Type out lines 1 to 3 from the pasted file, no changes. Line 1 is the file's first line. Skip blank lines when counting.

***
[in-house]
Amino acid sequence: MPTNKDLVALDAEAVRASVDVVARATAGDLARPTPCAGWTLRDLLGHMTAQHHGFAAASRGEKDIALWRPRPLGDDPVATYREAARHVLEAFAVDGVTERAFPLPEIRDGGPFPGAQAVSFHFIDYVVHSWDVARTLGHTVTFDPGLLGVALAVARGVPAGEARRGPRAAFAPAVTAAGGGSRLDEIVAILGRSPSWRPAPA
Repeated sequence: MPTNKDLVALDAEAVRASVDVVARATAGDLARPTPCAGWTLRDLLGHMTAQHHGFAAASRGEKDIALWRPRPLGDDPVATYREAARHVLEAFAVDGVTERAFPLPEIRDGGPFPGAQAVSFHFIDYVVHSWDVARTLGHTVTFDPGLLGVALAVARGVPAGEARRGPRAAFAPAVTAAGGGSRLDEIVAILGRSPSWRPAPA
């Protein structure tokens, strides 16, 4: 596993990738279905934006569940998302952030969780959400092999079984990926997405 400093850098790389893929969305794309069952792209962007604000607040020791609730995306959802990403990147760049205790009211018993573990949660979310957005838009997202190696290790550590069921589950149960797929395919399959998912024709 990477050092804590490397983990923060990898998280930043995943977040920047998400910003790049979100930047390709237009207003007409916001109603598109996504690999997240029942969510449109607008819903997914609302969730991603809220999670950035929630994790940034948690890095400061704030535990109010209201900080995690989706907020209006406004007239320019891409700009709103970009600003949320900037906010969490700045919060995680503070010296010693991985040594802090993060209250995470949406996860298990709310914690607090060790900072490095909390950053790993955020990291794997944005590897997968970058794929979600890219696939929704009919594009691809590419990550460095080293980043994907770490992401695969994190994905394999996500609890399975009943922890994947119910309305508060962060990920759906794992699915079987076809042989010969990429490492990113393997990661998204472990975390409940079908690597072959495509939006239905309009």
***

[in-house]
Amino acid sequence: MPTNKDLVALDAEAVRASVDVVARATAGDLARPTPCAGWTLRDLLGHMTAQHHGFAAASRGEKDIALWRPRPLGDDPVATYREAARHVLEAFAVDGVTERAFPLPEIRDGGPFPGAQAVSFHFIDYVVHSWDVARTLGHTVTFDPGLLGVALAVARGVPAGEARRGPRAAFAPAVTAAGGGSRLDEIVAILGRSPSWRPAPA
Repeated sequence: MPTNKDLVALDAEAVRASVDVVARATAGDLARPTPCAGWTLRDLLGHMTAQHHGFAAASRGEKDIALWRPRPLGDDPVATYREAARHVLEAFAVDGVTERAFPLPEIRDGGPFPGAQAVSFHFIDYVVHSWDVARTLGHTVTFDPGLLGVALAVARGVPAGEARRGPRAAFAPAVTAAGGGSRLDEIVAILGRSPSWRPAPA